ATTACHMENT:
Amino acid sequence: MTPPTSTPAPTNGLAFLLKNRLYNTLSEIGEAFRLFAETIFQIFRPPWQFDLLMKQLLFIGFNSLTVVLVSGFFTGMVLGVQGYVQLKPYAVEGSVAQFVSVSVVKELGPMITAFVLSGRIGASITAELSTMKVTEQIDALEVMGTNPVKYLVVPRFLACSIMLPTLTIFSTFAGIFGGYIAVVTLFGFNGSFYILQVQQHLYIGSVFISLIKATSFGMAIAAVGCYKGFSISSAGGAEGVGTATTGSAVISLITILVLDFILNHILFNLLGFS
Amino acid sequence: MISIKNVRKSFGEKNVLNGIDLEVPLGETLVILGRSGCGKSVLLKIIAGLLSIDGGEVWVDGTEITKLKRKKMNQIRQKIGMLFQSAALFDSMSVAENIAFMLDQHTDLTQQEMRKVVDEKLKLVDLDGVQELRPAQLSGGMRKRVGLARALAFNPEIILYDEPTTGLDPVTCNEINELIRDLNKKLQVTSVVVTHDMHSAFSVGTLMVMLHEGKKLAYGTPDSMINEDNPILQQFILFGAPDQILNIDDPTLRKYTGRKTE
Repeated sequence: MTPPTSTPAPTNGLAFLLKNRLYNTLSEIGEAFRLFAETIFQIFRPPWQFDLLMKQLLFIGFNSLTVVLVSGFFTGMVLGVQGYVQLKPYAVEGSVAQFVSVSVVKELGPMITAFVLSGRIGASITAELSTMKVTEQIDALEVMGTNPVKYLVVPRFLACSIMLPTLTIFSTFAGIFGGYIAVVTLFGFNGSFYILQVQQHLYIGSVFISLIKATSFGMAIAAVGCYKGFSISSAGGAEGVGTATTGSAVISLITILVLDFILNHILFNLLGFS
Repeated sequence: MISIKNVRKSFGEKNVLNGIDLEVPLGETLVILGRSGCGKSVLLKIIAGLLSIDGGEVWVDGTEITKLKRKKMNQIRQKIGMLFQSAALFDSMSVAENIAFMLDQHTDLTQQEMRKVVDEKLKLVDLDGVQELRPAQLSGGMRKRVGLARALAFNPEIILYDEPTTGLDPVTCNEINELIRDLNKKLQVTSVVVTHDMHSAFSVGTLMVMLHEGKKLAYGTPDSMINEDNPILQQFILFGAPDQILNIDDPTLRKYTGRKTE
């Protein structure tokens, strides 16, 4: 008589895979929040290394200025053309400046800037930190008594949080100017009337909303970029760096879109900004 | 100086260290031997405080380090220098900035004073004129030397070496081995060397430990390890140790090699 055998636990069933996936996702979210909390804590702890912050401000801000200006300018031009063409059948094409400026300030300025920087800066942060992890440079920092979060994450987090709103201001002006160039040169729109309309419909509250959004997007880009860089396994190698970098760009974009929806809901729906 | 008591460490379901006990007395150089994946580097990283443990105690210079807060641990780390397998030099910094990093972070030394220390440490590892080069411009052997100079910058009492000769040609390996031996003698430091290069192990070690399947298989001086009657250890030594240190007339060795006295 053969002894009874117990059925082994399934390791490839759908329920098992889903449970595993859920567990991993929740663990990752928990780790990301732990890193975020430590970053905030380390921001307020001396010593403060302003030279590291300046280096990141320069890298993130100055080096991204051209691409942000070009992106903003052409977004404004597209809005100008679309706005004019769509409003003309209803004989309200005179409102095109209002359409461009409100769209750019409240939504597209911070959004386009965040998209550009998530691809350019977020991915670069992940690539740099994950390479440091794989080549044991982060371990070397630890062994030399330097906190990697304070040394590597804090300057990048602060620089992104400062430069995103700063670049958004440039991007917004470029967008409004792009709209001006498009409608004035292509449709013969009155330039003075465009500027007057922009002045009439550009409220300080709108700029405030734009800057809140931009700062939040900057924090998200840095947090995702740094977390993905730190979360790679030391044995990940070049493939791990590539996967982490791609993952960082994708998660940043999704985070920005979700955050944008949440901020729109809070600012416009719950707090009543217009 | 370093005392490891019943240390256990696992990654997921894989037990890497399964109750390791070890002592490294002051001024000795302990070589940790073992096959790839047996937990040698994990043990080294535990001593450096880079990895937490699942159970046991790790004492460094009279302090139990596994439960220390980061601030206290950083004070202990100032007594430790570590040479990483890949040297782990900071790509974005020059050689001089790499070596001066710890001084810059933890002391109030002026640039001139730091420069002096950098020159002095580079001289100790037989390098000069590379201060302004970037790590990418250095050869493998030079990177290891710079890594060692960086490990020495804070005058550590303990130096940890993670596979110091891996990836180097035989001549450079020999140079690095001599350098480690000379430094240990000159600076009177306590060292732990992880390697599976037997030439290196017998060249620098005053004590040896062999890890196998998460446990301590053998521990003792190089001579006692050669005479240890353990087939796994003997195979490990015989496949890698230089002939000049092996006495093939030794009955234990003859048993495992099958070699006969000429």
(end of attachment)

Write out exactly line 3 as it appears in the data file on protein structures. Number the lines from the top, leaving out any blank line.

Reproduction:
Repeated sequence: MTPPTSTPAPTNGLAFLLKNRLYNTLSEIGEAFRLFAETIFQIFRPPWQFDLLMKQLLFIGFNSLTVVLVSGFFTGMVLGVQGYVQLKPYAVEGSVAQFVSVSVVKELGPMITAFVLSGRIGASITAELSTMKVTEQIDALEVMGTNPVKYLVVPRFLACSIMLPTLTIFSTFAGIFGGYIAVVTLFGFNGSFYILQVQQHLYIGSVFISLIKATSFGMAIAAVGCYKGFSISSAGGAEGVGTATTGSAVISLITILVLDFILNHILFNLLGFS